At 3:50 PM, Blogger Liquidplastic said...

I believe Darius; somewhere in the Bible it speaks of Jesus having “lamb’s wool hair and bronze feet” --- which indicated that he had dark skin and kinky hair. Don't ask me where to find it because I can't recall. Maybe one of your student of the Bible can put thier fingers on it quicker than I.

What disturbs me about the Bible is that it promoted slavery, and divided people by class and beliefs to the point where believers and none believers were subject to violent acts against them.

Also, to say that the God of the Bible chose one people over the others, when all were suppose to be created by this one God, is too much of a contradiction for my adult taste, even though I was raised on it in my youth.

In my lifetime, the Bible has been used to hurt the innocent, and continue to be used to stigmatize. During history it was changed by the Kings, to suit their personal desires.

These days it’s hard for me to believe in the Gospels, because just in my small world, I don’t recall any prayers being answered. There is always a very good excuse as to why they are not, but still --- at some time or another, if the Gospels do not prove themselves at face value, they are like all other stories --- there for inspiration, and believed at your own risk.

I have enjoyed reading the comments, they are very interesting, but none has surprised me. We are all very intelligent human beings. What I would like for someone to tell me is the literal meaning of this quote, and I hope I got it right –

“All the world has been fooled”

At 8:11 PM, Anonymous Anonymous said...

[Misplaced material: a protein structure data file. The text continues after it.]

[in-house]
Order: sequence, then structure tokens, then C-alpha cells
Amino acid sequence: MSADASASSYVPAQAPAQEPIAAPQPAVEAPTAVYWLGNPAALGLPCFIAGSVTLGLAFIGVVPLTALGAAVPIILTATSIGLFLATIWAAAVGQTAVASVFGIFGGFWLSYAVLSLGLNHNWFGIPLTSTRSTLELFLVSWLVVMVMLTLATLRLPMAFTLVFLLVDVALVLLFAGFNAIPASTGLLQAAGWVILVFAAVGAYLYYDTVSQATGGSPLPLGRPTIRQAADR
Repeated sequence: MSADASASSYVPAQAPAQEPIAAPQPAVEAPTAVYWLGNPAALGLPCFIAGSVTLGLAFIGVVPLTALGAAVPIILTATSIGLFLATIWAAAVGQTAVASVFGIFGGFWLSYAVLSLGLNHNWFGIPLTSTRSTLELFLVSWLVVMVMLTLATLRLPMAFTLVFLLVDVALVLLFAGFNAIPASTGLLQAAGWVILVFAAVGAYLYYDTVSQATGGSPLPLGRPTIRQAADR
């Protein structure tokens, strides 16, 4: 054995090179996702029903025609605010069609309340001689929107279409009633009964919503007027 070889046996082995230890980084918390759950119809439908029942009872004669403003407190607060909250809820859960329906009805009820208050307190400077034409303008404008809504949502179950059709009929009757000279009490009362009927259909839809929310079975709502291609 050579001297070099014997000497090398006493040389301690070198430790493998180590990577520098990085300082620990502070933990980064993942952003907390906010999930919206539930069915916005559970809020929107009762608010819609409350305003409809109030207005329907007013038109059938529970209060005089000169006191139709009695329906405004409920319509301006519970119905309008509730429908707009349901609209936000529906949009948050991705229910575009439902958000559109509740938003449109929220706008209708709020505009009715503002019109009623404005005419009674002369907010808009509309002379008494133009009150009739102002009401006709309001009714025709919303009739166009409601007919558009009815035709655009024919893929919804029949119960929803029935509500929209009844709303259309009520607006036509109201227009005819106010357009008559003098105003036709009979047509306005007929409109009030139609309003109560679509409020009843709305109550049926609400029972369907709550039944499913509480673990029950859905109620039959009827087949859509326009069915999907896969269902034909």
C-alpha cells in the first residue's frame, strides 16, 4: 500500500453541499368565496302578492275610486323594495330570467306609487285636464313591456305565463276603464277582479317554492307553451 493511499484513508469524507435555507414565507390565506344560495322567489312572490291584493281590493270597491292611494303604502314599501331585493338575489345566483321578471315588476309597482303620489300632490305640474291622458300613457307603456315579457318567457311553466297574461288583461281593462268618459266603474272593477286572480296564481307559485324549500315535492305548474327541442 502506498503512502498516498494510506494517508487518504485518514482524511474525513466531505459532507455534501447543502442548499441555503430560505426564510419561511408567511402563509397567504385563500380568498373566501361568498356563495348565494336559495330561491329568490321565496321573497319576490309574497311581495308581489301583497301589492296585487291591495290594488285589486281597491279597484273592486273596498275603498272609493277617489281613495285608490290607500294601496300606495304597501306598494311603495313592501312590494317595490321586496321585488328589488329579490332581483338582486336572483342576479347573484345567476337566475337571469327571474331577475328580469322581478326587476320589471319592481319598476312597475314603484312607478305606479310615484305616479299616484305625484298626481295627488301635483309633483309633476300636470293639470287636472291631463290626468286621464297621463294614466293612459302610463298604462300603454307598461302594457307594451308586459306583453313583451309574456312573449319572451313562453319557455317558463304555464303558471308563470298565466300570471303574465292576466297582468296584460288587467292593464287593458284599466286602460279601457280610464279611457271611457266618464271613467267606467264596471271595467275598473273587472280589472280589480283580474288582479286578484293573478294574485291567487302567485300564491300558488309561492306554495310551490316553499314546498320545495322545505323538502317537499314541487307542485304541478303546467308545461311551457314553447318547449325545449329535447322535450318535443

Liquid, it means two things. (1)weak leadership in business, which has emboldened corporate bullies and people of that ilk. Weak leadership has resulted in the institution of profit maximization, which has infiltrated our daily existence. And (2)not enough average joe role models willing to live out their conscience proudly by being rugged individualists – by showing people that we are bigger than we think. All the great ones started out as average joe’s. There you are.

This meaning is as literal and relevant to our times for why “All the world has been fooled” as is anything anyone has articulated. This is my Gospel and we are all free. The Church imposes nothing — it simply proposes, and what it proposes is the Truth, and the Truth imposes itself. Your faith will save you, go and sin no more.

At 10:21 PM, Blogger Liquidplastic said...

Thank you Anon for your point of view.

At 4:34 AM, Anonymous Anonymous said...

If you are thanking me then don't mention it. Follow me, for I know the way. :)

At 7:20 AM, Blogger Darius said...

LP: Maybe that passage about hair like lamb's wool is from one of the Old Testament books - like Isaiah - that the early church cited as pointing to Jesus as the Messiah? But of course that book was written long before Jesus' birth, and unless you're a believing Christian, you probably don't believe that Isaiah had specifically foreseen the historical figure of Jesus that would come along much later.

In fact there is no physical description of Jesus in the New Testament at all. I've not only read that statement, but read the NT several times.

Anonymous: I think truth does impose itself over time - because it's reality. You end up running into it one way or another.

But The Truth isn't like that. What we've got instead on the religious scene are various groups each with their own, "The Truth," working hard to convince each other they're the real thing.

At 8:27 AM, Blogger Liquidplastic said...

Thanks Darius, I tend to think you are right, because I went back and searched and searched, and didn't come up with a description.

I also like your take on truth -- I don't put down Christianity, I just don't buy the hype, and this is base on my personal experiences with it.